The Liberation of the Laity:
In Search of an Accountable Church
By Paul Lakeland
National Catholic Reporter
November 28, 2003
British mystery writer P.D. James says that a reviewer should read the entirety of a book before venturing an opinion. Good advice not only for reviewers but, in the case of The Liberation of the Laity, for readers as well. I say this despite Paul Lakeland's suggestion that one can dip into whatever section of his book particularly appeals to one's particular interests. To follow the Lakeland method (rather than James') would deprive the reader of a thorough and valuable tour of the laity's developing place in the Catholic church. And historical perspective can make all the difference in one's understanding of critical issues.
Lakeland is a superb guide along the road to the Second Vatican Council. Like Chaucer in The Canterbury Tales, Lakeland gives us insightful and pithy portraits of the theological pilgrims who brought their ideas, their questions and their scholarship to the council's deliberations. Yves Congar led the way with his masterful Lay People in the Church in which he emphasized that by virtue of a common baptism all share in a common priesthood. Lay People in the Church contributed to Congar's being silenced by the Vatican. And silent he remained until Pope John XXIII called him in 1959 to participate in the preparations for the council. Happily, Congar's influence can be seen in many of the council documents and decrees, notably in the chapter on the laity in Lumen Gentium and in The Decree on the Laity. In 1964, at the height of the council, Congar wrote: “The starting point now is the idea of the people of God, the whole of it active, the whole of it consecrated.” Lakeland identifies Congar's work as foundational for the phenomenon of lay ministry that has flourished since the council.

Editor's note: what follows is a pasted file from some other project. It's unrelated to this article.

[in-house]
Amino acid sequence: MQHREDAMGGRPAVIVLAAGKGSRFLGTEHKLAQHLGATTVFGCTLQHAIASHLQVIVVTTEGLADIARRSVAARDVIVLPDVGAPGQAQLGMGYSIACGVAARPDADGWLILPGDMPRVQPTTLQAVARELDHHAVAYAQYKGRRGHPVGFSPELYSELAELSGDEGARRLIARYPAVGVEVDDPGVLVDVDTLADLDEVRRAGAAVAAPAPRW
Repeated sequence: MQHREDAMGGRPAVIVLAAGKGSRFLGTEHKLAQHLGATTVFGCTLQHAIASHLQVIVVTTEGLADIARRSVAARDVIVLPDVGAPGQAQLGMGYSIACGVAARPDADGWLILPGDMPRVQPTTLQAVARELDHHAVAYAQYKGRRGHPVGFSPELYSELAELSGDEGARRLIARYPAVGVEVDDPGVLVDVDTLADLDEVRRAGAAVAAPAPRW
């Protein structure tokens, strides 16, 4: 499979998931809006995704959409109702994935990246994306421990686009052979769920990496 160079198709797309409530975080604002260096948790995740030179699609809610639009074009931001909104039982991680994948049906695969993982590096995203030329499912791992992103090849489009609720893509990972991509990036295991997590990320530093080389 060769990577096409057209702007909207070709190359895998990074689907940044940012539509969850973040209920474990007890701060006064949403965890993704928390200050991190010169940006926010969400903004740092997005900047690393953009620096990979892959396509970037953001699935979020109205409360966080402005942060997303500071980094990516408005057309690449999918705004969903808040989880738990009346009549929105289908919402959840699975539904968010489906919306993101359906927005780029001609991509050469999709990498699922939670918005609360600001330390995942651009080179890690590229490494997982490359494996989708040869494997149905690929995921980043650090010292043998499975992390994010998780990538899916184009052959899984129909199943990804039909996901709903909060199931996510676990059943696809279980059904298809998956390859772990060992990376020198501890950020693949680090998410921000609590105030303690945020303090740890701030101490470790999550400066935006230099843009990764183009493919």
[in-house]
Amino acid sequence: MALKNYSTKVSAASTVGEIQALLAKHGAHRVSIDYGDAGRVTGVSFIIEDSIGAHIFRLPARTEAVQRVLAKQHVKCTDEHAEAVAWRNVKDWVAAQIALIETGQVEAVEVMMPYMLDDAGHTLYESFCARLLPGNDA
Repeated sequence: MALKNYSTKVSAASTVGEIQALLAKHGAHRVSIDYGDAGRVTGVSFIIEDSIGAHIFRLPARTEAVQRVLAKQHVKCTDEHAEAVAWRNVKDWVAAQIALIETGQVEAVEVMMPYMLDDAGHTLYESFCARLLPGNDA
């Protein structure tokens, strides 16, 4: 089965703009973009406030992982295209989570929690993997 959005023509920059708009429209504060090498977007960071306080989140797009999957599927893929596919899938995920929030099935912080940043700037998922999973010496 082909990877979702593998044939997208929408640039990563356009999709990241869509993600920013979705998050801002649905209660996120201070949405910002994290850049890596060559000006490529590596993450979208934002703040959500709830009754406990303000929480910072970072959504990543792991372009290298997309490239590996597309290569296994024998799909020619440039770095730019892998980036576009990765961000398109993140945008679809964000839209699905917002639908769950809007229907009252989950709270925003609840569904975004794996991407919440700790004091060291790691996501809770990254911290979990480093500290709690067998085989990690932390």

We meet other influential theologians of the period: Henri de Lubac, Marie-Dominique Chenu, Jean Danielou -- all of whom wrote in a popular genre, which made their work accessible outside the academy, and all of which contributed to a theologically aware laity.
And then there are the portraits of Edward Schillebeeckx and Karl Rahner to further enhance the journey to the council, and Cardinal Leon Suenens, one of the more fascinating portraits.
As Lakeland points out, Suenens was not himself an academic theologian, but his personal talents and dispositions made him the perfect choice to open doors to the “new theology.” Moreover, like the good Pope John, Suenens believed deeply in the power of the Holy Spirit to effect genuine conversion, and many, to this day, hold that the council was truly the work of the Holy Spirit. How else could minds and hearts be so changed? How else could a pastoral agenda break through the unyielding Vatican bureaucracy that had already drawn up its conclusions? Suenens' courageous presence, unafraid of difference and diversity, was felt in the years following the council, a counterpoint to the more cautious Paul VI. Notable is Suenens' Pentecost Letter of 1970, in which he holds up collegiality as desirable for all levels of church life, including bishops within the local church and priests within the faith community. Furthermore, Suenens never wavered -- and he lived to age 92 -- in his conviction that the Holy Spirit was active in the church. All that was needed was for all the people of God, lay and ordained, to pay attention.